There are other measures — visibility, awareness, engagement, lead generation, brand attachment, trust, and intent to purchase, to name but a few — that factor into overall ROI. For example, a how-to-
cook certain food preparation articles hosted on a restaurant brand’s website could serve as a catalyst for moving visitors into ordering food online. Its practical guidance in providing helpful tips on what someone might want to see and visit the restaurant. That positioning can foster stronger brand affinity, which can turn a prospect into a customer.
Everything Is Always Not Measurable and Actionable (True Sense)
Insight Que Solutions works with a diverse set of clients, and we encountered multiple constraints that could prevent program measurement perfection.
That’s not unusual — the reality is the fully attributable and actionable holy grail model of
marketing measurement may not exist.
There are many reasons for this:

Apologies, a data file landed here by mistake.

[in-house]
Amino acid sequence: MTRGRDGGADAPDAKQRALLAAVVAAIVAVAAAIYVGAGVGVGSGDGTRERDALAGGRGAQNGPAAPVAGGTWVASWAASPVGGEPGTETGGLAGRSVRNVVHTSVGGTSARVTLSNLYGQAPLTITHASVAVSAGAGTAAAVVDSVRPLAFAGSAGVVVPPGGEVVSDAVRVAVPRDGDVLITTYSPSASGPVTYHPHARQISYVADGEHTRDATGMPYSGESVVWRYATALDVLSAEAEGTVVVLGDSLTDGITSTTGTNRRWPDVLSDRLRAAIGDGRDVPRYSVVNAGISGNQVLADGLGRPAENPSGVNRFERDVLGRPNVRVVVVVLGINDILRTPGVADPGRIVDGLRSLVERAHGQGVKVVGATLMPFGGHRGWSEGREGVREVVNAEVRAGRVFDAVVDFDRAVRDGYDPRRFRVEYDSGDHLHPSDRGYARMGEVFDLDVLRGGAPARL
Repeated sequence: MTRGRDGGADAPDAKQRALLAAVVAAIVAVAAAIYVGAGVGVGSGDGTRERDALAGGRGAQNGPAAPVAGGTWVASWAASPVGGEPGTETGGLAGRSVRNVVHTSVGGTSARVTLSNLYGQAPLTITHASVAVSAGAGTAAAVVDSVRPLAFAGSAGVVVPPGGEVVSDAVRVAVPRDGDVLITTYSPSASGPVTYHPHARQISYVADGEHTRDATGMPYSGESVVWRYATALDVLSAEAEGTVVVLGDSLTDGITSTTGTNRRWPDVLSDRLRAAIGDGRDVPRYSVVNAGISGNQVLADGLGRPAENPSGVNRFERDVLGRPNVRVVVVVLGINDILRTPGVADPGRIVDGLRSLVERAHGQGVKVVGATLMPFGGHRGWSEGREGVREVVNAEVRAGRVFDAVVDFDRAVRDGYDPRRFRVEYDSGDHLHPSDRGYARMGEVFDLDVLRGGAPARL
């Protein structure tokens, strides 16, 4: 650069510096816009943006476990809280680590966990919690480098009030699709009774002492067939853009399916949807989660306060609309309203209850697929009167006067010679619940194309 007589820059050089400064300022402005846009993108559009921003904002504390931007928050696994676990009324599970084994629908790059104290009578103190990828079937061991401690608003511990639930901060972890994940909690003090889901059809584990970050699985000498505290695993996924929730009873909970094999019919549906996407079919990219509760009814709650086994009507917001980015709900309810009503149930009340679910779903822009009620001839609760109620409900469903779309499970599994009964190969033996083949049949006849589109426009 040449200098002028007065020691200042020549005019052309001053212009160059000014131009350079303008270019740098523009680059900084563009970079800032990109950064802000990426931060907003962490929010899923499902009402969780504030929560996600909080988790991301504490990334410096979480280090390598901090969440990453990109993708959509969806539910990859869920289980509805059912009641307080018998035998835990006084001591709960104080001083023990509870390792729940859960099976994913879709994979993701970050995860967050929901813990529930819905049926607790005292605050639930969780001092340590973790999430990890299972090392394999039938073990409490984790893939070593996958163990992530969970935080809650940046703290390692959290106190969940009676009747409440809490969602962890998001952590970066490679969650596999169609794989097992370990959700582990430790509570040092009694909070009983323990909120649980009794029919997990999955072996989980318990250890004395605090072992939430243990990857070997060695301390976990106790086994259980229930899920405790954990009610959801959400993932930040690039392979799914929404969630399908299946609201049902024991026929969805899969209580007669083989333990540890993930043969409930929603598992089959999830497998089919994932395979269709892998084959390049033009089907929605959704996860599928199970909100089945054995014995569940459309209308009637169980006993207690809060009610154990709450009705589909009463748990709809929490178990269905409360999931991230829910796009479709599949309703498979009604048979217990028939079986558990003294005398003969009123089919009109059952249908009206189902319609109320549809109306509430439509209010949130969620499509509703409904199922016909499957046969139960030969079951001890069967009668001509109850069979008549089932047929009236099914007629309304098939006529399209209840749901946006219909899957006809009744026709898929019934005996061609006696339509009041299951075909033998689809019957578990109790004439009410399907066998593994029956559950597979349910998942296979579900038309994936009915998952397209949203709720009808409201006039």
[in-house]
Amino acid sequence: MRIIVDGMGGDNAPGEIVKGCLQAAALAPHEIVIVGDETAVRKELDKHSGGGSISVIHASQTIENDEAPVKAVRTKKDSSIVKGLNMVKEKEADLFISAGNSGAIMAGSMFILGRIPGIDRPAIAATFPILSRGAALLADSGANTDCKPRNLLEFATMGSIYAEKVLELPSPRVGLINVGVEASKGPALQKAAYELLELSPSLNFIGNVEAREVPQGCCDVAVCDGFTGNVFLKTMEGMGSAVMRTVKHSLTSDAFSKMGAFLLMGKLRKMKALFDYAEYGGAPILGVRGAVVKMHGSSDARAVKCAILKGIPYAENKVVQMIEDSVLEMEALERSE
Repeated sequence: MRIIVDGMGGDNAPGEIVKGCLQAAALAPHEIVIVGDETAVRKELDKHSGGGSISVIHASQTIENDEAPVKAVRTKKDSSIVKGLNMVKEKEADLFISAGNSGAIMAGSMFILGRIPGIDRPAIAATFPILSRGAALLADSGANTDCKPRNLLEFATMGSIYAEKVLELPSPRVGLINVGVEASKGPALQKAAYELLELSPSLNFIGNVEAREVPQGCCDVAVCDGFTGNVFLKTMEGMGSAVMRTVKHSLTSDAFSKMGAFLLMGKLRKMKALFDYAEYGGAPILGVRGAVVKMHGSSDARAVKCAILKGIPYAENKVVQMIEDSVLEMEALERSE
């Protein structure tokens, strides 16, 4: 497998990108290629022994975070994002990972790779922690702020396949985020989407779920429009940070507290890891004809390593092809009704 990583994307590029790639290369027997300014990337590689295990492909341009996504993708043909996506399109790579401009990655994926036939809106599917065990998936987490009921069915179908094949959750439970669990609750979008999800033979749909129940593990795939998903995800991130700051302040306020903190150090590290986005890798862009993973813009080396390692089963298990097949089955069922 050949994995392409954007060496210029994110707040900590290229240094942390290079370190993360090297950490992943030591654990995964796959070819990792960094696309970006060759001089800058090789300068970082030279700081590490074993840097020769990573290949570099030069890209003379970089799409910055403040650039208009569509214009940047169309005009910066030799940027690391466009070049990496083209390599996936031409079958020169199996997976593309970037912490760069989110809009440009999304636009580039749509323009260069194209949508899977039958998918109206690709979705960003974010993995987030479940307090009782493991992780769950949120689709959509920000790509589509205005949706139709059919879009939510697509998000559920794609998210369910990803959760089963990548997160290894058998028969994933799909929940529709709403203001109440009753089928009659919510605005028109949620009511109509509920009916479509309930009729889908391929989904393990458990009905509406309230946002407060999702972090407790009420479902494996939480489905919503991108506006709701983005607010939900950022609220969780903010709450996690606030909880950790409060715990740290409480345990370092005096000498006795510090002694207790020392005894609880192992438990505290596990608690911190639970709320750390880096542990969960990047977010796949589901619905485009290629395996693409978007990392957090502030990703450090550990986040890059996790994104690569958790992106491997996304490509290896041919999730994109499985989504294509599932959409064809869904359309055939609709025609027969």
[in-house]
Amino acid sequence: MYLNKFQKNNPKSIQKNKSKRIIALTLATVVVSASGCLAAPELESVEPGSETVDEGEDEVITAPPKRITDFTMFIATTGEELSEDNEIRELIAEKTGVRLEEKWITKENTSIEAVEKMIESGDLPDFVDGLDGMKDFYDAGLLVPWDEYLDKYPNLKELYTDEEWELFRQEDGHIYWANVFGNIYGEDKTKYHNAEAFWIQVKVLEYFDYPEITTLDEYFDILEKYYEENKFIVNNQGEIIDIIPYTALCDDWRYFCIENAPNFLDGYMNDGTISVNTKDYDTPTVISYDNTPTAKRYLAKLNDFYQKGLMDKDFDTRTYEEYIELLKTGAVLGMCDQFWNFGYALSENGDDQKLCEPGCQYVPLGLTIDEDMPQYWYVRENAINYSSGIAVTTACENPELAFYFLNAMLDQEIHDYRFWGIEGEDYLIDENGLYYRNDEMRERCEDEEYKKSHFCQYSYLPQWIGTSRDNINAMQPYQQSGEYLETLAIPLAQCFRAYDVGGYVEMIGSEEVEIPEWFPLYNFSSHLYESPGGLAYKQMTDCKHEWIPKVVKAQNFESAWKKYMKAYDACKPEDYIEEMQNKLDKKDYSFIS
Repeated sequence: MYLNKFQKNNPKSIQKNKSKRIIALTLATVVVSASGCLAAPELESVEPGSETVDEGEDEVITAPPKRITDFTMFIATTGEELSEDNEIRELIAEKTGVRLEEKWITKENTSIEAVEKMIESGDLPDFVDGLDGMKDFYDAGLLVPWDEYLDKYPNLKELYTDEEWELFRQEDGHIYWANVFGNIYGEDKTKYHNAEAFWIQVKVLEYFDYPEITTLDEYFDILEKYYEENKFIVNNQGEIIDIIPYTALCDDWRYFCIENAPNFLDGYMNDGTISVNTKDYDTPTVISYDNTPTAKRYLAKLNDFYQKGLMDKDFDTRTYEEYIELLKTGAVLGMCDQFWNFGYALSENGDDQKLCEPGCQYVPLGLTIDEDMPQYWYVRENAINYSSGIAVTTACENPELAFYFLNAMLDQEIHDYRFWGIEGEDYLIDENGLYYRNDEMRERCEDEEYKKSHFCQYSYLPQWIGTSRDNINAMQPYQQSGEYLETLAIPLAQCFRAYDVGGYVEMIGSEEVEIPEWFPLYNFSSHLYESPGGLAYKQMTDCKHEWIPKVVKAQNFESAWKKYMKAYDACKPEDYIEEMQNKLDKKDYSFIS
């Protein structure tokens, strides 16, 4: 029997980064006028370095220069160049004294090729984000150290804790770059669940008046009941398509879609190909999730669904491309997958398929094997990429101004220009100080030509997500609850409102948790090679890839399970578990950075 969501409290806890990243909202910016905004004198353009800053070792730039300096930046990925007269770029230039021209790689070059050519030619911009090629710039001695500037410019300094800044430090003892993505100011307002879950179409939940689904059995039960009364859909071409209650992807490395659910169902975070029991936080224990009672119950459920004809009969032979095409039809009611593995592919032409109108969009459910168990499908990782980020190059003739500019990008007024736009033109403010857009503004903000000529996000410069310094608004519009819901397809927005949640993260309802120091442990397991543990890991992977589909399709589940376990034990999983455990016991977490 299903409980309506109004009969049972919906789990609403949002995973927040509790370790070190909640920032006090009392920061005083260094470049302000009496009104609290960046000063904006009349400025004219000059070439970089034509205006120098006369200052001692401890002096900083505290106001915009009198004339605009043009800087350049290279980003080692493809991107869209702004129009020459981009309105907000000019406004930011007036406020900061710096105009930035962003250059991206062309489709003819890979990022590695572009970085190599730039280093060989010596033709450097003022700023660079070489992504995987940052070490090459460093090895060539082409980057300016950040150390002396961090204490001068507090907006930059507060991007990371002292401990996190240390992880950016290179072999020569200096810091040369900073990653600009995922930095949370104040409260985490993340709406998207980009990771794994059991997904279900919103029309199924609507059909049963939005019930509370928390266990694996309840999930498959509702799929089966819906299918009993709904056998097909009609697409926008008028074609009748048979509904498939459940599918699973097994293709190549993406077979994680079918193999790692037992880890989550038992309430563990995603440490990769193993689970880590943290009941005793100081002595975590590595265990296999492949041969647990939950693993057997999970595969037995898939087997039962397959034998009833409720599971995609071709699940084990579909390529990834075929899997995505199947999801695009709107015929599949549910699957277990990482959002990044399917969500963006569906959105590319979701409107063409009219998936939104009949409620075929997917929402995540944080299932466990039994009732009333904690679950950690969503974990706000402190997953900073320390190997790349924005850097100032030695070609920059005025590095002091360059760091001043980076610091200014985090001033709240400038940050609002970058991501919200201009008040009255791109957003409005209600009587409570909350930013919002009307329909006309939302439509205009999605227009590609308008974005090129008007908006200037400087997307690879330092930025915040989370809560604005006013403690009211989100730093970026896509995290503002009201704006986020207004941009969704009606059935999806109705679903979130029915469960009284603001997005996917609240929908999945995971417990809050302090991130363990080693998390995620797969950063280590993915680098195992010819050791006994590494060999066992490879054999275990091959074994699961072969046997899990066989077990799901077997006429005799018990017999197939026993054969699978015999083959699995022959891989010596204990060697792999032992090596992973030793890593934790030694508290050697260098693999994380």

Resource constraints (internal manpower)
Technological capabilities (e.g., legacy systems, external and internal integration, tagging, and attribution capabilities)
Corporate sponsorship and support
Marketing Program structure (e.g., an evergreen program versus a short-term campaign) can impact the ability to measure a program effectively.
While it’s important to accurately measure campaigns, the reality is that not every data point measured will yield a discrete and actionable result.
There Is Not Always A Consensus On What ROI is
ROI is defined mathematically as return divided by investment — more specifically gain minus cost, divided by cost. Investment is often the easier metric to define, as it’s the total known cost associated with the program.
In all marketing programs, relevance and trust play a critical role in fostering loyalty—true for short and long term marketing campaigns. Relationship-building takes time, so ROI models for marketing campaigns should be built around realistic timelines for fostering that trust.
Context, Timing and Messaging Are Important
Context and timing play critical roles in evaluating the ROI value. More than just observing changes via a quantifiable number, context, content and associated messaging play crucial roles. These are important predictors that can shift the ROI of marketing campaigns.